My intention was to journal an entry each day to remember this experience in India and share my adventure with friends and family. What was I thinking?! It?s for work. I come in at 8am and leave after 9pm. So, hopefully, I?ll have time this weekend to share some of my stories about crazy traffic, an elevator system that resembles a psychology experiment, Yusuf the driver, and much more.
This entry is mostly just to test out my BLOG configuration. I’m very new at this program, and have found it to be almost too powerful for the time I am currently willing to invest in learning it. However, I think it’s going to be a wonderful way for me to share my journey to India. I’ll document some of my thoughts and discoveries along the way. Hopefully, I’ll also figure out how to add pictures right into the entries. Tomorrow at 2PM PST I leave San Francisco for Hyderabad, India!
There are trends driving both the wireless technology and adoption depending on the market (e.g., Japan, UK, US). However, instead of looking at the trends, I think the wireless carriers need to step back and figure out how to increase their definition of service. Today, wireless carriers focus on subscriber growth and gross revenue per user. Yet with an increasingly saturated market and an almost unwillingness to pay for extra services in the US given the expectation created by the Internet (i.e., most service is free – news, entertainment) I think they need to move to new models. For example, why is it that I pay a bus fare in cash, struggle to get my credit card transation to process in the taxi and usually come up short at the vending machine? Wireless carriers have 2 key assets, there transport ability and their billing ability. This should be used in new ways to develop more revenue. So, below are my thoughts on what trends I’d like to see.
1.) Increase data speeds to allow more functionality to be delivered to the end user such as web access and video phone (essential in US market getting use to broadband)
2.) Clearinghouse function created to rival Visa/Mastercard (e.g., to be used for vending machines, mom/pop stores, government, movie tickets)
3.) Business to Consumer/Business Applications (e.g., point of sale systems, kiosks, supply chain management). Leverage the network in new ways. Provide transactional processing charges vs. all you can drink.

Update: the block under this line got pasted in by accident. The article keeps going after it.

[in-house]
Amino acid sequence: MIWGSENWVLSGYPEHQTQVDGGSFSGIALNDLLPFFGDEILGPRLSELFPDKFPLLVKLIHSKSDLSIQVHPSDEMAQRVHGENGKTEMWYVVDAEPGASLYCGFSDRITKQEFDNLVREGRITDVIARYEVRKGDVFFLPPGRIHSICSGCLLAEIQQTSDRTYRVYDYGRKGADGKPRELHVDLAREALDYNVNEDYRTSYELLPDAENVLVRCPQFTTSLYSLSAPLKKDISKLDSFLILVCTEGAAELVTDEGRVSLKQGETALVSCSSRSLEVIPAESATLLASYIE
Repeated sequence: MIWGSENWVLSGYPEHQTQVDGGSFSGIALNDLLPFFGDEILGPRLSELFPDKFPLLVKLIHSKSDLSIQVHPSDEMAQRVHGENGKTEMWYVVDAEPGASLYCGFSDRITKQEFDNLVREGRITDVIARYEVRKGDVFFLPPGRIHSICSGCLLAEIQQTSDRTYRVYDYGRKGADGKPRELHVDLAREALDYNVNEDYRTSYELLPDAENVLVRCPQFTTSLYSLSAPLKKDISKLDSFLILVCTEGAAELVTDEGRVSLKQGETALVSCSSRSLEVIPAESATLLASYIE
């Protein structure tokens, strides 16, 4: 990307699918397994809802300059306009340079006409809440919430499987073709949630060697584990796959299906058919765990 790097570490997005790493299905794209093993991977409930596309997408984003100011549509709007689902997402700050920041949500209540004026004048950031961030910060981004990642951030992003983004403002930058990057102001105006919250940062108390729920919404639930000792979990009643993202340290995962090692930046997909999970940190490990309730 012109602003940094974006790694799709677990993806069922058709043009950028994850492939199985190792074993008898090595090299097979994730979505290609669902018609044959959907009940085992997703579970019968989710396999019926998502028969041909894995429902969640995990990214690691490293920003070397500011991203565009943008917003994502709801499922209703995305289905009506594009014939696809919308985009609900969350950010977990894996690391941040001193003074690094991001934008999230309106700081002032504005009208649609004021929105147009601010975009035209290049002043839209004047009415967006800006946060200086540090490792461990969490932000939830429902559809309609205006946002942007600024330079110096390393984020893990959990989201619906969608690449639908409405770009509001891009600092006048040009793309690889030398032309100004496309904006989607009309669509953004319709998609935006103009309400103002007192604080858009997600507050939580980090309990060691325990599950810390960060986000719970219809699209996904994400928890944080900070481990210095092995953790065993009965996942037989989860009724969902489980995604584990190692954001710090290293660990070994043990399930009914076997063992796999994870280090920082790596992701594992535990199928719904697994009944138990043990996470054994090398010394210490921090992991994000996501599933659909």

4.) Increased reliability (reach the 5 9s of wireline) ha!
5.) Social networking services (e.g., friendster in realtime and based on your location; find out the person sitting next to you in Starbucks is friends with your friend Joe; receive a “flirt” via SMS from a girl in the club that hasn’t yet met you, but your profile popped up as a match on her phone when you walked in the place)
…oh, and I still want to have my phone tell me where the nearest gas station is when I need one.
Finally finding a parking spot after driving around endlessly can be life saving depending on how elevated your blood pressure got. Finding out you have no change for the meter can almost push you back over the edge. Think about how many times you’ve dived into a local store to buy something in order to get some change, or worse decided to just take the chance and return to a $35 ticket (I live in San Francisco). I’ve seen that there is an effort to put in these giant, most likely costly, electronic meters that have a keypad for account entry. I’ve only seen them around the motorcycle spots in the city. I imagine it’s a pilot to determine the benefits and cost associated with this new kind of metering. Well, I think there is a better answer. I drive through toll booths skipping lines with a little unit in my car that debits an account. I believe all it contains is a small Radio Frequency Identification Tag (RFID), which is becoming increasingly more popular in supply chain management. I think the government should put a tag on each license plate so that I don’t have to worry about having change for the meter. I would just pull up and it would debit my account. Of course this would most likely also mean I would be immediately debited for the parking ticket when I park somewhere illegally. Now, I am as big of a privacy concerned citizen as any. Most of my friends know I go so far as to make up names for things such as grocery club cards, but I do think there is more promise to these RFID tags then just letting Wal-Mart know it’s out of Gillette razors.
The buzz reminds me that I have seldom used my blog to articulate to the world all the wonderful ideas I think I have flowing in my head. But, I
Today I saw my first embedded video advertisement on a web page. Now, I’ve seen the fancy flash ads that run across the screen, pop up or are just placed as a banner, but those are like animation not full motion video. The online version of the Wall Street Journal today has a full motion video advertisement, with sound, for FedEx regarding international shipping. It’s new, so it stopped me dead in my tracks. I saw the screen moving much more than an animated GIF would and I was intrigued. So, naturally I clicked on the sound button and low and behold I was watching TV on a website. I have a DSL connection so this worked fantastic. However, I figure the novelty will last only months and then it will just be another ad. Given I pay for my online subscription to the WSJ, I will be upset if they put in a larger ad or insert it between pages, but I think that is the future for free content online. It’s as easy as putting a page in the click process that makes you watch a full motion advertisement before letting you on to the next page of information. It?s very annoying if you ask me, but it could incent people to subscribe to a pay service without ads. Either way, keep your eyes on the look out for full motion advertising online. It’s here!